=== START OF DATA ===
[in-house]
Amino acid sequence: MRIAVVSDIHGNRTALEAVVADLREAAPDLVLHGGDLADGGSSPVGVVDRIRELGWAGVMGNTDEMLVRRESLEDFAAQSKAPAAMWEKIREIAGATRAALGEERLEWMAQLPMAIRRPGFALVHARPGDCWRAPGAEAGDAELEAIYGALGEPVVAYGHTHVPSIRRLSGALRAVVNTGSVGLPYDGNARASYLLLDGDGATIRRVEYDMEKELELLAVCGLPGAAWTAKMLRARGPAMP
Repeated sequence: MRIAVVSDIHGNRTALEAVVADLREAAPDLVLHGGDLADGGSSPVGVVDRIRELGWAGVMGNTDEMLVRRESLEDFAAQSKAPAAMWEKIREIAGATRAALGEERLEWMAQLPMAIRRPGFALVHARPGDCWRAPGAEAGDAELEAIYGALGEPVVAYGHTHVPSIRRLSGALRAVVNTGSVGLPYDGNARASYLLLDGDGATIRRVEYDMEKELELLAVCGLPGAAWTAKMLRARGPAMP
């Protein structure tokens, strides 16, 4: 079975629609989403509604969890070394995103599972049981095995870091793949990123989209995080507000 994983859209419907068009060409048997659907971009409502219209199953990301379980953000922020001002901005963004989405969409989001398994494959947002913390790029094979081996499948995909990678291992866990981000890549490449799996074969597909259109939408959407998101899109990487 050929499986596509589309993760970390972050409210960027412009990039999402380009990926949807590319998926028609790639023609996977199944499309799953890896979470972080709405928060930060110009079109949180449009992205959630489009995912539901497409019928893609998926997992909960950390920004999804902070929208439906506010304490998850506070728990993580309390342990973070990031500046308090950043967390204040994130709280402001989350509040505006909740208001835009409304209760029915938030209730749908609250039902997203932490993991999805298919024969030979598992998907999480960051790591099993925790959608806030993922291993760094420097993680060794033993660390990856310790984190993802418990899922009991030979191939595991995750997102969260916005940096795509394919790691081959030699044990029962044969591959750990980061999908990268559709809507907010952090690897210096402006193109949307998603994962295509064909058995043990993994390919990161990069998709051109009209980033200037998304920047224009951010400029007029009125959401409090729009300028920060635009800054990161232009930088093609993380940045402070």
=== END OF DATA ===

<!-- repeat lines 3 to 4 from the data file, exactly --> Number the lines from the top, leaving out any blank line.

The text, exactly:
Repeated sequence: MRIAVVSDIHGNRTALEAVVADLREAAPDLVLHGGDLADGGSSPVGVVDRIRELGWAGVMGNTDEMLVRRESLEDFAAQSKAPAAMWEKIREIAGATRAALGEERLEWMAQLPMAIRRPGFALVHARPGDCWRAPGAEAGDAELEAIYGALGEPVVAYGHTHVPSIRRLSGALRAVVNTGSVGLPYDGNARASYLLLDGDGATIRRVEYDMEKELELLAVCGLPGAAWTAKMLRARGPAMP
């Protein structure tokens, strides 16, 4: 079975629609989403509604969890070394995103599972049981095995870091793949990123989209995080507000 994983859209419907068009060409048997659907971009409502219209199953990301379980953000922020001002901005963004989405969409989001398994494959947002913390790029094979081996499948995909990678291992866990981000890549490449799996074969597909259109939408959407998101899109990487 050929499986596509589309993760970390972050409210960027412009990039999402380009990926949807590319998926028609790639023609996977199944499309799953890896979470972080709405928060930060110009079109949180449009992205959630489009995912539901497409019928893609998926997992909960950390920004999804902070929208439906506010304490998850506070728990993580309390342990973070990031500046308090950043967390204040994130709280402001989350509040505006909740208001835009409304209760029915938030209730749908609250039902997203932490993991999805298919024969030979598992998907999480960051790591099993925790959608806030993922291993760094420097993680060794033993660390990856310790984190993802418990899922009991030979191939595991995750997102969260916005940096795509394919790691081959030699044990029962044969591959750990980061999908990268559709809507907010952090690897210096402006193109949307998603994962295509064909058995043990993994390919990161990069998709051109009209980033200037998304920047224009951010400029007029009125959401409090729009300028920060635009800054990161232009930088093609993380940045402070």